UW–Madison welcomes largest, most diverse incoming class in university’s history

Overhead wide-angle photo of thousands of people sitting in chairs in the Kohl Center facing a stage.
Thousands of first-year and transfer students listen to speakers during the Chancellor’s Convocation at the Kohl Center on Sept. 3. (Photo by Bryce Richter / UW–Madison)

This year’s class of first-year students at the University of Wisconsin–Madison is the largest and most diverse in the institution’s history.

The university enrolled 8,465 first-year students this year, up from 7,306 last year. These students were selected from a record 53,829 applicants, up 17% over last year.

In this record-breaking class, 1,251 are underrepresented students of color, up from 989 last year. These students comprise 14.8% of the class, up from 13.5% last year.

And 2,133 fall into the broader category of all students of color, up from 1,692 last year. These students comprise 25.2% of the class, up from 23.2% last year.

Compared to fall 2020, this new first-year class includes 7% more African American students, 22% more Asian students, 34% more Hispanic students, and 34% more non-Hispanic students who identify with two or more races.

The class also includes 1,250 students who are eligible to receive need-based financial aid through the federal Pell Grant program — the highest number in a first-year class to date. Pell Grants play a critical role in expanding college opportunity for historically underserved populations. This growth reflects UW–Madison’s ongoing commitment to be a driver of upward economic mobility.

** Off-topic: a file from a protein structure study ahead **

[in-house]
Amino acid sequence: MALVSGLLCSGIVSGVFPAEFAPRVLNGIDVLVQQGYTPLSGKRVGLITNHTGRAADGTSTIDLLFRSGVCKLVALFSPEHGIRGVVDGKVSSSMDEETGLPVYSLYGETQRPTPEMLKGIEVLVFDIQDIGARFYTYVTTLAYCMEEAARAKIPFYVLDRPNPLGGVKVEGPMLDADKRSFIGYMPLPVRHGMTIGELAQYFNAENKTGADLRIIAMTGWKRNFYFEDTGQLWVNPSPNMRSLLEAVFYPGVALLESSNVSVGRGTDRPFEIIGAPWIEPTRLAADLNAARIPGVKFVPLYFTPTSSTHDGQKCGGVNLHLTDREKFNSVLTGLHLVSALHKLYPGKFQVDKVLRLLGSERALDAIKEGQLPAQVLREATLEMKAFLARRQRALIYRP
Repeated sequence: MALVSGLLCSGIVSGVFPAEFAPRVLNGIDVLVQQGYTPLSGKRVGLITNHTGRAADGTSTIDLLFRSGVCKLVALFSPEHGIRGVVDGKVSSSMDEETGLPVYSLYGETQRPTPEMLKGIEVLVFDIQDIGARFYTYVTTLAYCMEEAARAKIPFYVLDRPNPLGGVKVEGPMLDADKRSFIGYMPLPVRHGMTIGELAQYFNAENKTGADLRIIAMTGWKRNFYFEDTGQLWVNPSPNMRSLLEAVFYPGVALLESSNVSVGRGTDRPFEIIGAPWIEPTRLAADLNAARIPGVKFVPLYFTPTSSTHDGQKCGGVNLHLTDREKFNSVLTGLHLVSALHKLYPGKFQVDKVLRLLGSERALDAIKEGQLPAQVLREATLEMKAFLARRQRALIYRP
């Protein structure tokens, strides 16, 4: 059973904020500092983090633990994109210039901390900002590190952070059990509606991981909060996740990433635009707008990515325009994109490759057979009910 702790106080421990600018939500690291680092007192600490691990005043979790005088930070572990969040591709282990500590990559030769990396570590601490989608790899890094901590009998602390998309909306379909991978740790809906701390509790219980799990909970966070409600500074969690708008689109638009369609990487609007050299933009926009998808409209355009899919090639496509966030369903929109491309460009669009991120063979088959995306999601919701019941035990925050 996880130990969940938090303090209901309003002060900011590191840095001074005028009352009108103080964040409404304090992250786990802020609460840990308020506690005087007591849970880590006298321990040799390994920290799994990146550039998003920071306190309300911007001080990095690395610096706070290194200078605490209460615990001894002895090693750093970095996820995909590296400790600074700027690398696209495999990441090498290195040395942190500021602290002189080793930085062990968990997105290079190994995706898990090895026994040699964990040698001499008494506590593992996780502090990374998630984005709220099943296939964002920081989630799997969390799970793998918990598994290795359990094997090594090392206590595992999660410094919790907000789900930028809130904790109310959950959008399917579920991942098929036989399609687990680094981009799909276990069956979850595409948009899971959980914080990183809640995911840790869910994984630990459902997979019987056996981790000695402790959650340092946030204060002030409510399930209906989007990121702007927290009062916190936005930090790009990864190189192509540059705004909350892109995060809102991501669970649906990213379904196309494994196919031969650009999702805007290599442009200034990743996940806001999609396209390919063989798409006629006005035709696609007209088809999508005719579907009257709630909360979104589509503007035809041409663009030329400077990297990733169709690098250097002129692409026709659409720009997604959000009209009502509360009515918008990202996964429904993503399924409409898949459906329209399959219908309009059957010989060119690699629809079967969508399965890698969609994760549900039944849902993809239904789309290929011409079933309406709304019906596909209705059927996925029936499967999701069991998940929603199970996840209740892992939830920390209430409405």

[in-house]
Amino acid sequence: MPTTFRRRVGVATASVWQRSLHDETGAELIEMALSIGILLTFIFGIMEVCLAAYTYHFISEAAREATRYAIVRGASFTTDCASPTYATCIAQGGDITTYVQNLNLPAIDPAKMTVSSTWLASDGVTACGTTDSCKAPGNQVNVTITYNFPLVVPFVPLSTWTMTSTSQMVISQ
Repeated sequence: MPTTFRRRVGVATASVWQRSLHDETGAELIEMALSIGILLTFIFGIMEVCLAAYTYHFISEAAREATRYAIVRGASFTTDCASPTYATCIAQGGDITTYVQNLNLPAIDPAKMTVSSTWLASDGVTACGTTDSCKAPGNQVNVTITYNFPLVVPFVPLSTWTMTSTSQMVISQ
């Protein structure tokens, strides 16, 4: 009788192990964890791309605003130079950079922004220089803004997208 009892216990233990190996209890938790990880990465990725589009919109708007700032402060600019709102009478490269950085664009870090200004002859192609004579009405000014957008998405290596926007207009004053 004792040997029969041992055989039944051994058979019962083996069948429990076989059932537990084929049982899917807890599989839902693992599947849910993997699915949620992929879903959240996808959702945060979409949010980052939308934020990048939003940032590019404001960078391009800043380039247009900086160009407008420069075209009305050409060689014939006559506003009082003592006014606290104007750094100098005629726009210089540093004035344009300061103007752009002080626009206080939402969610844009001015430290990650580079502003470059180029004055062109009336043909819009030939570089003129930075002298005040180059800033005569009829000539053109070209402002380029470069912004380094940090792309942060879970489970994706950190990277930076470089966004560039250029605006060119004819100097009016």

Learn more about the incoming class of fall 2021.

LaVar Charleston speaks into a microphone at a podium while wearing academic regalia and a cloth face mask.
Chief Diversity Officer LaVar J. Charleston speaks during the Chancellor’s Convocation at the Kohl Center on Sept. 3. (Photo by Bryce Richter / UW–Madison)

Record number of new scholars join DDEEA programs

The undergraduate programs in the Division of Diversity, Equity & Educational Achievement (DDEEA) saw a new high-water mark of incoming scholars as well.

The division welcomed 419 new scholars this fall, up from the previous high of 415 in 2020. That group includes 404 first-year students, up from the previous year’s record of 397.

The undergraduate student scholarship and service programs in the division are the Center for Educational Opportunity, the First Wave Hip Hop and Urban Arts Learning Community, the Mercile J. Lee Scholars Program, the Posse program, the Precollege Enrichment Opportunity Program for Learning Excellence (PEOPLE), and the Ronald E. McNair Postbaccalaureate Achievement Program.